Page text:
The Osinski's

Ellen and Steven Osinski have been the primary sponsors of the Women in Leadership events at SDSU.

Watch Where You Step - Fowler’s Women in Leadership Conference Showcases Women Who’ve Shattered the Glass Ceiling

The Fowler College of Business at San Diego State University’s 5th Annual Women in Leadership Conference featured conversations with trailblazing women who have broken through the glass ceiling in the traditionally male-dominated industries of digital technology, entrepreneurship, professional sports, media and entertainment. Two-thousand-seven-hundred-forty-seven attendees, including educators and students from SDSU and other California State Universities, local universities and high schools throughout the Southern California region, attended the virtual conference which took place Wednesday, March 10 – Thursday, March 11, 2021.

Women in Leadership was established by SDSU marketing lecturer, Steven Osinski, in 2017 in response to the “rampant sexism in the marketing community” he observed shortly after he founded his first company, the Atlanta-based SMART Group in the mid-1980s. The Osinski family is the primary sponsor of the Women in Leadership Conference and Osinski serves on the event’s planning committee. 

Ally at Conference

Ally Love was the first keynote speaker at the 5th Annual Women in Leadership conference.

This year’s first featured keynote speaker was Ally Love, who discussed “The Basics of Bossing Up.” Love, CEO/founder founder of Love Squad, the in-arena host at all Brooklyn Nets games, Peloton instructor, motivational speaker, adidas global ambassador and model, offered tips and tools to help women elevate their personal and professional lives.

Love shared with the audience that she was severely injured after being struck by a car at the age of nine. After spending a year rehabilitating and recuperating from the accident, she began taking dance lessons. “I fell in love with dance and with movement as a language, as a communication, and as a form of exercise and fitness,” said Love, who earned a scholarship through the Alvin Ailey Dance Program at Fordham University in New York City.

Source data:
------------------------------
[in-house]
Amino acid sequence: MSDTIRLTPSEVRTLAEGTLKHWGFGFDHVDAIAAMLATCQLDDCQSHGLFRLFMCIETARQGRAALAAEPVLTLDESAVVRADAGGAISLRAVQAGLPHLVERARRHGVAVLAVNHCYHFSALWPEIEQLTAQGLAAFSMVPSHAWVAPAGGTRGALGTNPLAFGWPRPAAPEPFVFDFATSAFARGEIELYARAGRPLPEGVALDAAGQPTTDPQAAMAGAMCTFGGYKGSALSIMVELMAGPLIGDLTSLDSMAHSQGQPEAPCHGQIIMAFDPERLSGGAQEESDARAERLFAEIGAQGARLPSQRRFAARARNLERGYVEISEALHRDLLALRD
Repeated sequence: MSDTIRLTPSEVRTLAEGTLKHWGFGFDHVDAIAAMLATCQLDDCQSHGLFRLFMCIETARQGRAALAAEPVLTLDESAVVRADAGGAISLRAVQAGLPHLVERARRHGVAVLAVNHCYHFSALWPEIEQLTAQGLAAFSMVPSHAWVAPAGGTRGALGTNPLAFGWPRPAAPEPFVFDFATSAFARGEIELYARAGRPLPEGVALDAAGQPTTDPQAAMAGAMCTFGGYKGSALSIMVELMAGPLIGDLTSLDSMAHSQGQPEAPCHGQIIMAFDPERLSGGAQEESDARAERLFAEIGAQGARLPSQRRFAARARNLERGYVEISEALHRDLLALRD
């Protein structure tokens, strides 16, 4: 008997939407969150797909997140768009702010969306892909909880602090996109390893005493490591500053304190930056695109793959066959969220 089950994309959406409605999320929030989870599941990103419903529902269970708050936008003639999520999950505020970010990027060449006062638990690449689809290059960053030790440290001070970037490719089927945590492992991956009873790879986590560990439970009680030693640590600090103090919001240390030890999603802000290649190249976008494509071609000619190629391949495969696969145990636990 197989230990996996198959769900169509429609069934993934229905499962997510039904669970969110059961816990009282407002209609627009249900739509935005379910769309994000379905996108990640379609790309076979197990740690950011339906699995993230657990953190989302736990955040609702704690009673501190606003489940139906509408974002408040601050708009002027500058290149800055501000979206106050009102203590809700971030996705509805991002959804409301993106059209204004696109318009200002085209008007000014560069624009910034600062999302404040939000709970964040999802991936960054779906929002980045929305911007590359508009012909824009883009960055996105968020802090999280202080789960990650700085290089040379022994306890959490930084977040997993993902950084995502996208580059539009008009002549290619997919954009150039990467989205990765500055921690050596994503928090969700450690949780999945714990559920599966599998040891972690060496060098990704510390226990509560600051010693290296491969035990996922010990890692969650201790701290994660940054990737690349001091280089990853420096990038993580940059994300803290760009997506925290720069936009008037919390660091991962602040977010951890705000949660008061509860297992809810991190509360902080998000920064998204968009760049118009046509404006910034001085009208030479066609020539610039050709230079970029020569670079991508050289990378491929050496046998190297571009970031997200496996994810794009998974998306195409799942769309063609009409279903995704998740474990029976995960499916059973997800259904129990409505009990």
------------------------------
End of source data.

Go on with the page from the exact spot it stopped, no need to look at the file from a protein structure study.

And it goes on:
As a student, she found that she had a talent for public speaking and that she could earn money from that skillset. “Finding the ability to lean into people’s opinions or informative ideas around what I was good at helped to shape my career and how I decided to go down that path,” said Love, who has made a point of discussing her involvement in the “slash generation” (defined as a Millennial who has multiple jobs) through her various media outlets. “I wake up every day invigorated around the fact that my day doesn’t always look the same,” she said. “Some days, I’m teaching at Peloton; tomorrow night, I’m hosting a game with the Brooklyn Nets; and Monday, I’m back teaching. I just had a team meeting with Love Squad where we’re setting up our virtual events. I get to kind of pick what I want from this buffet called a career and really find joy, peace and happiness.”  

Ally Love

Ally Love is the CEO/founder of Love Squad, the in-arena host at all Brooklyn Nets games, Peloton instructor, motivational speaker, adidas global ambassador and model.

In response to a question from the audience, Love said that three words that define her are inclusive, approachable, and hard working.

In her role as a motivational speaker, Love talks about the “Basics of Bossing Up” which helps individuals to determine their personal brand. To share her insight on the two steps to Bossing Up, Love first told members of the audience to “write down three words that you want someone to say about you when you leave the room” and she advised them to use those words to talk about yourself. “No one knows what you want unless you communicate and let them know what you want,” she said. “When I walk out of that room, those are the words they hear over and over when I describe myself. I’ve given them the tools on how to talk about me when I’m not there. Whatever those three words are, they can change as your career changes, but stick to those few words and use them today.” 

As she wrapped up her keynote session, Love shared these words of advice with the audience: “We all want more. But please, identify your metric for success and realize you’re on a journey and that you’re already good enough.” For the second step, Love asked the audience to draw two intersecting circles to form a Venn diagram. “In one of the circles, I want you to write what you’re good at,” she said. “The second circle is for what you love to do. And then — you know where this is going — look for where there is overlap. If you’re good at cooking and you love to cook, it goes in the middle.” She then asked the audience to see what words were in the intersection of the diagram and to determine what career or careers include some or all of these words. “So, to recap, use the three words to start talking about yourself. It might feel weird and uncomfortable, but practice and it will change and evolve,” said Love. “The second part is that Venn diagram: What are you good at, what do you love to do and where do they intersect. Mull it over — you don’t have to have an answer right away.”